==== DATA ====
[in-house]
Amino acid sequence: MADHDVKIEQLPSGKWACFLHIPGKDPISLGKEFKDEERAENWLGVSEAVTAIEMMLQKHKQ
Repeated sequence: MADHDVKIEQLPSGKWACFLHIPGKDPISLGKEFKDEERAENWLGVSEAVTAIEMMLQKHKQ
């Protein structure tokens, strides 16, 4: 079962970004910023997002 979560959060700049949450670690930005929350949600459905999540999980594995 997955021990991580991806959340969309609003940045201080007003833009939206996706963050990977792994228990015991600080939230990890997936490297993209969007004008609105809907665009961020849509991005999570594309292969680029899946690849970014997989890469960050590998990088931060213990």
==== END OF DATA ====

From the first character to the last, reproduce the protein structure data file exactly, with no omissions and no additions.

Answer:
[in-house]
Amino acid sequence: MADHDVKIEQLPSGKWACFLHIPGKDPISLGKEFKDEERAENWLGVSEAVTAIEMMLQKHKQ
Repeated sequence: MADHDVKIEQLPSGKWACFLHIPGKDPISLGKEFKDEERAENWLGVSEAVTAIEMMLQKHKQ
């Protein structure tokens, strides 16, 4: 079962970004910023997002 979560959060700049949450670690930005929350949600459905999540999980594995 997955021990991580991806959340969309609003940045201080007003833009939206996706963050990977792994228990015991600080939230990890997936490297993209969007004008609105809907665009961020849509991005999570594309292969680029899946690849970014997989890469960050590998990088931060213990």